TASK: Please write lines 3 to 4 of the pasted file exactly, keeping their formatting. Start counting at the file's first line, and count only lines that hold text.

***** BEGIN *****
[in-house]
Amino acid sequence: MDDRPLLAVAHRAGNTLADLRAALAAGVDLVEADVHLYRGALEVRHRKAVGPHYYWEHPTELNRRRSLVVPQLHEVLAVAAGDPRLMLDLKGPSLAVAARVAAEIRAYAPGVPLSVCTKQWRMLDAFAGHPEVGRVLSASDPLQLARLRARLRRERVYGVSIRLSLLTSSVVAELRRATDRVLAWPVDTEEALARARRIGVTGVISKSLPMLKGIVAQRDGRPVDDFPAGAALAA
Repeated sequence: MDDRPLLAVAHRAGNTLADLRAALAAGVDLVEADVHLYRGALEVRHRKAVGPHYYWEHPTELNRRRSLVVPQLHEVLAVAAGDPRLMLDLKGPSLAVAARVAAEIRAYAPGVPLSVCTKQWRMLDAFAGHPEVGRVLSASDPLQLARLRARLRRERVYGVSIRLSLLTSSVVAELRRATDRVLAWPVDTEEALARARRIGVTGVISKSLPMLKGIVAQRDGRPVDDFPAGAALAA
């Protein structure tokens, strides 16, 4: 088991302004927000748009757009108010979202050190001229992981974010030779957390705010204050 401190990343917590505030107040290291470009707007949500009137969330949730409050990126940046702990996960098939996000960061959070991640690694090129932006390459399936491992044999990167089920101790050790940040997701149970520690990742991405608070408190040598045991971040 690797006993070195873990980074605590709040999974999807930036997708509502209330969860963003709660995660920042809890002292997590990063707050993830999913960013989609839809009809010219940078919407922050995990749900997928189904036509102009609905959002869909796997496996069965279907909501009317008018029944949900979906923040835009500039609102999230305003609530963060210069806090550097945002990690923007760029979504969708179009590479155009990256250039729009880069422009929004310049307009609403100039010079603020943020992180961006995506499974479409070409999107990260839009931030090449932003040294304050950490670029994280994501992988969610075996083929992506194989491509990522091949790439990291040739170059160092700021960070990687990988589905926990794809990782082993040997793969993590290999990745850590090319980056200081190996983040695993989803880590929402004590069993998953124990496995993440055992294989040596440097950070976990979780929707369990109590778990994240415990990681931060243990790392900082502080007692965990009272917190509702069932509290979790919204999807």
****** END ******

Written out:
Repeated sequence: MDDRPLLAVAHRAGNTLADLRAALAAGVDLVEADVHLYRGALEVRHRKAVGPHYYWEHPTELNRRRSLVVPQLHEVLAVAAGDPRLMLDLKGPSLAVAARVAAEIRAYAPGVPLSVCTKQWRMLDAFAGHPEVGRVLSASDPLQLARLRARLRRERVYGVSIRLSLLTSSVVAELRRATDRVLAWPVDTEEALARARRIGVTGVISKSLPMLKGIVAQRDGRPVDDFPAGAALAA
């Protein structure tokens, strides 16, 4: 088991302004927000748009757009108010979202050190001229992981974010030779957390705010204050 401190990343917590505030107040290291470009707007949500009137969330949730409050990126940046702990996960098939996000960061959070991640690694090129932006390459399936491992044999990167089920101790050790940040997701149970520690990742991405608070408190040598045991971040 690797006993070195873990980074605590709040999974999807930036997708509502209330969860963003709660995660920042809890002292997590990063707050993830999913960013989609839809009809010219940078919407922050995990749900997928189904036509102009609905959002869909796997496996069965279907909501009317008018029944949900979906923040835009500039609102999230305003609530963060210069806090550097945002990690923007760029979504969708179009590479155009990256250039729009880069422009929004310049307009609403100039010079603020943020992180961006995506499974479409070409999107990260839009931030090449932003040294304050950490670029994280994501992988969610075996083929992506194989491509990522091949790439990291040739170059160092700021960070990687990988589905926990794809990782082993040997793969993590290999990745850590090319980056200081190996983040695993989803880590929402004590069993998953124990496995993440055992294989040596440097950070976990979780929707369990109590778990994240415990990681931060243990790392900082502080007692965990009272917190509702069932509290979790919204999807």